Spirits to be mixed with water in the presence of an Officer 284 44 Stores and Provisions XXXVI
  Spirits, to whom not to be issued 198 3 Provisions XXV

KR&AI 1913
bungs of casks - method of extracting, 1698
casks - care of and return into store, 1729 (4)
consumption of - supervision by Captain, 578 (1), (2)
deficiencies by evaporation. &c., 1756
duty free in H.M. Ships, 1886
extra issues - authority for, 1690 (10)
gangway book for, 821 (6)
issue - certificate of measurement on, 1735
issue on repayment forbidden, 1701 (1)
private - stowage of, 540 (16)
purchases - rules for, 1773
raw - persons entitled to issue of, 1697 (2)
receipt on board, stocks. and issues of, 845
sale or exchange forbidden, 845 (3)
shipment free of duty, C.L. 7 1911
shipwreck. &c. disposal when saved from, 616 (2)
sick list - checking of men on, 1272 (2)
smuggling into ship or intending to do so arrest and penalty for, 736
stowage place of, 1717
subordinate officers - limit of ale for issue to, 845 (5)
traffic in - prevention, 815 (5)
trafficking in - forbidden, 735, 1697 (2)
warrant officers requiring - issue to, 845 (6) (7)

Spirit Ration
absence from ship - not to be issued during, 1696
allowance in lieu of, 1682 (a). 1695, App. XVI. , Pt. II.
issue to officers in special circumstances, 1693 (3)
persons entitled to receive, 1693
preparation and issue, 1697
stoppage beyond 30 days for punishment - credit of allowance, 1696
stopped - record of, 821 (2)
strength - procedure to ensure issue at normal, 1694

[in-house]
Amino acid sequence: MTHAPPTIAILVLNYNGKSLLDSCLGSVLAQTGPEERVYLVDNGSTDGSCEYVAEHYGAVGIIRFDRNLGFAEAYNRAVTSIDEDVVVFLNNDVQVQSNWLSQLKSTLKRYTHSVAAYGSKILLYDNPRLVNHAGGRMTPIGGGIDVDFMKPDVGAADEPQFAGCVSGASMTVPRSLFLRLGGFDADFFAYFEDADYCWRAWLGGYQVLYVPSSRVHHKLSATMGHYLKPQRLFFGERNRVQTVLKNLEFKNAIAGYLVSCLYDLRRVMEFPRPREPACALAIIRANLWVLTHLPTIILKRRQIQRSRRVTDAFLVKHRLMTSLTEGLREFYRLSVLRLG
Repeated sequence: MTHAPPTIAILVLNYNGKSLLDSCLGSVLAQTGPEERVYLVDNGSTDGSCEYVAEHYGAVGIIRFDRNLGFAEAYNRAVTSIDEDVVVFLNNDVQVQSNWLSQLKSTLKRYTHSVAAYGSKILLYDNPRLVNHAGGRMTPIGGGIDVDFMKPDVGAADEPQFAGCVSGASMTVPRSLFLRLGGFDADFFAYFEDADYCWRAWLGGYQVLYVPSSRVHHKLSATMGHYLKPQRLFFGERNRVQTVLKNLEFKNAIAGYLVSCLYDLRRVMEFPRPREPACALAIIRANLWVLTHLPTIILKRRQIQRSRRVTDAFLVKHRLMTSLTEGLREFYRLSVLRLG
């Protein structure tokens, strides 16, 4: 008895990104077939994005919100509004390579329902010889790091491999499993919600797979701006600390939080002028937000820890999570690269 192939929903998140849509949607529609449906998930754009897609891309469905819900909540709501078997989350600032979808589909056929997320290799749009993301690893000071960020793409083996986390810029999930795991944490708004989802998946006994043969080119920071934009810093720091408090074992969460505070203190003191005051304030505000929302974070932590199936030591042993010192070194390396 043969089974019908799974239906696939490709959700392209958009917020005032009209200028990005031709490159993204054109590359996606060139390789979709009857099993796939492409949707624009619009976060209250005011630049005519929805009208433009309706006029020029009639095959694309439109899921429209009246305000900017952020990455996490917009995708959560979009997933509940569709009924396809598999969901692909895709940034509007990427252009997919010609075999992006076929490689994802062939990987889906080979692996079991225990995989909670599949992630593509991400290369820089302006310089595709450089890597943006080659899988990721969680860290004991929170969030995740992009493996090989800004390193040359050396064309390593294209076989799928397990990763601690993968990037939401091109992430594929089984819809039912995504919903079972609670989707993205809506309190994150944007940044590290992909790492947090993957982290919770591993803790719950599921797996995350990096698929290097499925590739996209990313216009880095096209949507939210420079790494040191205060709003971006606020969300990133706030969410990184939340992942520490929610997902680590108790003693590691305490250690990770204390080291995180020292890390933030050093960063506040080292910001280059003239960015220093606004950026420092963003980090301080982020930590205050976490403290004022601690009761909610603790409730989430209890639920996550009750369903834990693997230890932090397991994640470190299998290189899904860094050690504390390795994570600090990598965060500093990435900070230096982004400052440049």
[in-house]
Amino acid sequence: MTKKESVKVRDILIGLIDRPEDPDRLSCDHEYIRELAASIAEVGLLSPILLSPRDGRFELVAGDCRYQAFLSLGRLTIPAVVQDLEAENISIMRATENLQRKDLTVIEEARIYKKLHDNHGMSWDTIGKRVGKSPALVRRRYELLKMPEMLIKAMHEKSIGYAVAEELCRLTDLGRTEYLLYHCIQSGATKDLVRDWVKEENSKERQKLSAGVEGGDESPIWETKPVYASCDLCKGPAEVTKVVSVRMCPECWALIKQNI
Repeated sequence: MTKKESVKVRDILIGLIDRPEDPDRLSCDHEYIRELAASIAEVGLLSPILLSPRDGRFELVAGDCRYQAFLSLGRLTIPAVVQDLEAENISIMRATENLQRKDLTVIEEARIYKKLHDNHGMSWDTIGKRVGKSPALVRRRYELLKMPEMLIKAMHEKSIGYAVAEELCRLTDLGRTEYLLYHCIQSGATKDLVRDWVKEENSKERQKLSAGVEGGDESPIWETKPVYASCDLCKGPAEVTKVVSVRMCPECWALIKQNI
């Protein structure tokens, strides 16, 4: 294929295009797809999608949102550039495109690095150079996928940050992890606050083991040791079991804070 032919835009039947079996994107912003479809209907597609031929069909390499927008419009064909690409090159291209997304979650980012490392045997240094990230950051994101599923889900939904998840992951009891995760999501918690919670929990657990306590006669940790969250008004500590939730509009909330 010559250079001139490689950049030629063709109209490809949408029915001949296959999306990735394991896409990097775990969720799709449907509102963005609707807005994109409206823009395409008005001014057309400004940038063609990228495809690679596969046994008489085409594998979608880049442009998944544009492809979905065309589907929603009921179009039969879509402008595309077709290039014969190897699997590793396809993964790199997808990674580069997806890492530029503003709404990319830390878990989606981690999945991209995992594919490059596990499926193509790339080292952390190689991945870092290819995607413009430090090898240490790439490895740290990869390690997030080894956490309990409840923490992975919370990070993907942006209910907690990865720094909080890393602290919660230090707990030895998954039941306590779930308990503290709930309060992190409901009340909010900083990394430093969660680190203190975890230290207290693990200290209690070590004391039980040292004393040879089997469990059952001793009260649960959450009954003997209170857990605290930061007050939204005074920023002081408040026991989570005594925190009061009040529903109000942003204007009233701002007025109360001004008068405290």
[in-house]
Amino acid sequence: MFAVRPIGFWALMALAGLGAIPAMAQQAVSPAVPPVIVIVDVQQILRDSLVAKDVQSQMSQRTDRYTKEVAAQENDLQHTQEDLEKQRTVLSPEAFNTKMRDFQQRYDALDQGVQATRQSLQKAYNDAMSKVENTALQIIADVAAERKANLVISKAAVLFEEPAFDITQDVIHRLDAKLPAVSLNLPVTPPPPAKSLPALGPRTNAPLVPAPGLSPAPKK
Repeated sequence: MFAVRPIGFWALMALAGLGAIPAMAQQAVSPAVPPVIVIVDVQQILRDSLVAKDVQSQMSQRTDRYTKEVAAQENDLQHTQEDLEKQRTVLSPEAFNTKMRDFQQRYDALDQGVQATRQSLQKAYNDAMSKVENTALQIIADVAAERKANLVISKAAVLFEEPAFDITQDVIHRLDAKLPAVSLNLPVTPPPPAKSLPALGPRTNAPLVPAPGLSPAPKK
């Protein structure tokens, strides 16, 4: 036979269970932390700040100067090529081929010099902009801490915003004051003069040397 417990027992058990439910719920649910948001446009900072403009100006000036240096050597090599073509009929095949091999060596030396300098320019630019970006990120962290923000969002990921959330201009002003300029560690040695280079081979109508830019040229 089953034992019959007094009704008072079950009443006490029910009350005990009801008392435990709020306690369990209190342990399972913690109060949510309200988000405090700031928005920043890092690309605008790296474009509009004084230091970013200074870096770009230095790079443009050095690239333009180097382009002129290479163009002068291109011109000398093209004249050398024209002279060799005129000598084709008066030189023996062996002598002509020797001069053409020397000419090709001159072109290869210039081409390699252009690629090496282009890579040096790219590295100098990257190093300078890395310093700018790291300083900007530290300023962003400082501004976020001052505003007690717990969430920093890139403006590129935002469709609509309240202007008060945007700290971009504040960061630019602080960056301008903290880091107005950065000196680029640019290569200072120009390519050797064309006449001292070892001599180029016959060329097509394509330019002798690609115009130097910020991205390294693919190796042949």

Spirit Room
inflammable liquid - stowage in, 540 (9)
keys - arrangements for safekeeping of, 537
lights, &c. - not allowed, 540 (2)
opening procedure, 820 (3)

Spirit Stoppage Book, 821 (2)
record in - of persons on sick list, 1272 (2)

B.R. 13 aka QR&AI 1953
Spirit Ration
duties of regulating ratings, 3228-9
entitlement and issue, Army and R.A.F., 1464 (3)
- canteen staff, 1525 (5)
- Commonwealth and foreign ratings, 1469
- Royal Navy and Royal Marines, 4923
- refugees (not entitled), 1470 (2)
- workmen, 1466 (2)
Spirit Stoppage Book, 4928
'Splice the Mainbrace,' 4923 (8)
stoppage as punishment, 1978
- involved in No. 10 punishment, 1967

QR & AI, Art 3228. Spirits. A Regulating Petty Officer [ship's police] is always to be present when the spirits room is opened, and is to remain present until it is closed or he is relieved.

2. The Master at Arms is to keep the Spirit Stoppage Book, Form S.763, in accordance with Article 4928.